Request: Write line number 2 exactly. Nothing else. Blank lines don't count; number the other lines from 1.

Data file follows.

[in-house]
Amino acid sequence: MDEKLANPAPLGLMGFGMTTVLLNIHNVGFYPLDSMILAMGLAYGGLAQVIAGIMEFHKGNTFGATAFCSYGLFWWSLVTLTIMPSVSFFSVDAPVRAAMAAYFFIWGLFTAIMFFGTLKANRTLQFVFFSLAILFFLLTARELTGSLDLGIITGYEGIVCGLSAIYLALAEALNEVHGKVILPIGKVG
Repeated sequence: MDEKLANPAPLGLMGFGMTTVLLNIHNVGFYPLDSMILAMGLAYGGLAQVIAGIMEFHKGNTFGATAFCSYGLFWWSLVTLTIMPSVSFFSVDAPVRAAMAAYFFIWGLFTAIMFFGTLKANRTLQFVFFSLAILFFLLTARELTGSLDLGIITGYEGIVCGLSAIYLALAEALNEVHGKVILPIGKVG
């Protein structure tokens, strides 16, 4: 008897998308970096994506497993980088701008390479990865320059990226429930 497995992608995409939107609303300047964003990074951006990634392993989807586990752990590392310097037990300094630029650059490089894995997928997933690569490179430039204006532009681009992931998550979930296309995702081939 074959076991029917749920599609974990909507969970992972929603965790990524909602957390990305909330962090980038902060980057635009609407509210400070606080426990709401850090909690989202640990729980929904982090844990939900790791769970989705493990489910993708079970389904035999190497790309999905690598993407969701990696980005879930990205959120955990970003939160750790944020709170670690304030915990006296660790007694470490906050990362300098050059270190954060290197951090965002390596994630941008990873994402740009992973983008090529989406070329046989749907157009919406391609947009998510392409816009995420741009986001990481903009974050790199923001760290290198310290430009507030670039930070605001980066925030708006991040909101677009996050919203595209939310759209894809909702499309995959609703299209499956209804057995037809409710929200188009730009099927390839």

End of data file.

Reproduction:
Amino acid sequence: MDEKLANPAPLGLMGFGMTTVLLNIHNVGFYPLDSMILAMGLAYGGLAQVIAGIMEFHKGNTFGATAFCSYGLFWWSLVTLTIMPSVSFFSVDAPVRAAMAAYFFIWGLFTAIMFFGTLKANRTLQFVFFSLAILFFLLTARELTGSLDLGIITGYEGIVCGLSAIYLALAEALNEVHGKVILPIGKVG